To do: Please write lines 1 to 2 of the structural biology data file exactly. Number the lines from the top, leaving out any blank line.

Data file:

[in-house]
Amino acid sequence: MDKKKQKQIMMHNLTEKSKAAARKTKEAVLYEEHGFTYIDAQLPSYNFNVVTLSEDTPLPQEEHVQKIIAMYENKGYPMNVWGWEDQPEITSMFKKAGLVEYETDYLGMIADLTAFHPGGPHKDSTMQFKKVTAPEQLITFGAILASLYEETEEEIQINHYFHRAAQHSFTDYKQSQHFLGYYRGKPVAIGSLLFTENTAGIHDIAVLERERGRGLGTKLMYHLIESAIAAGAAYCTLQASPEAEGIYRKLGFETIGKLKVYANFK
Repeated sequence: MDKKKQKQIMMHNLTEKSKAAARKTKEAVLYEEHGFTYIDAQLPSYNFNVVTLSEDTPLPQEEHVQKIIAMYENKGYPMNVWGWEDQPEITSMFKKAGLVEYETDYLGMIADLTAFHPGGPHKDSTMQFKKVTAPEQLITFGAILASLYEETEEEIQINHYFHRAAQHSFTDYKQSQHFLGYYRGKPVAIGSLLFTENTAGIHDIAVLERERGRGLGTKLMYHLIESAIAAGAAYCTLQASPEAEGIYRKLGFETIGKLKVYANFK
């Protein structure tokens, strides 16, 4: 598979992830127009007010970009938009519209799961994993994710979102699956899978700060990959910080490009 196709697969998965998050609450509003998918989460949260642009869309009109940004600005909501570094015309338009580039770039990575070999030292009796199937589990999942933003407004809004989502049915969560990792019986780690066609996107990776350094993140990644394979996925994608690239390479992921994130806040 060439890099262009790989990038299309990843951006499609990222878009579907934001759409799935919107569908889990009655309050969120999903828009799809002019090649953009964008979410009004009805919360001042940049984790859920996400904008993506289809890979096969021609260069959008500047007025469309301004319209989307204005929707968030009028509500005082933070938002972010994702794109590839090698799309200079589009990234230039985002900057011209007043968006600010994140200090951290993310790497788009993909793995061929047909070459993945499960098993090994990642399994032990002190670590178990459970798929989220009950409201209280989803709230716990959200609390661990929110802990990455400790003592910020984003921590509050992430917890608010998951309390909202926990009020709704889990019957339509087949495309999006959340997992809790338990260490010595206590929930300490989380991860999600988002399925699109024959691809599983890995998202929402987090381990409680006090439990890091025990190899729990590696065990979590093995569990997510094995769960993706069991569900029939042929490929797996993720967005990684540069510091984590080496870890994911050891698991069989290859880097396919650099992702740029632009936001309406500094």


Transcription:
[in-house]
Amino acid sequence: MDKKKQKQIMMHNLTEKSKAAARKTKEAVLYEEHGFTYIDAQLPSYNFNVVTLSEDTPLPQEEHVQKIIAMYENKGYPMNVWGWEDQPEITSMFKKAGLVEYETDYLGMIADLTAFHPGGPHKDSTMQFKKVTAPEQLITFGAILASLYEETEEEIQINHYFHRAAQHSFTDYKQSQHFLGYYRGKPVAIGSLLFTENTAGIHDIAVLERERGRGLGTKLMYHLIESAIAAGAAYCTLQASPEAEGIYRKLGFETIGKLKVYANFK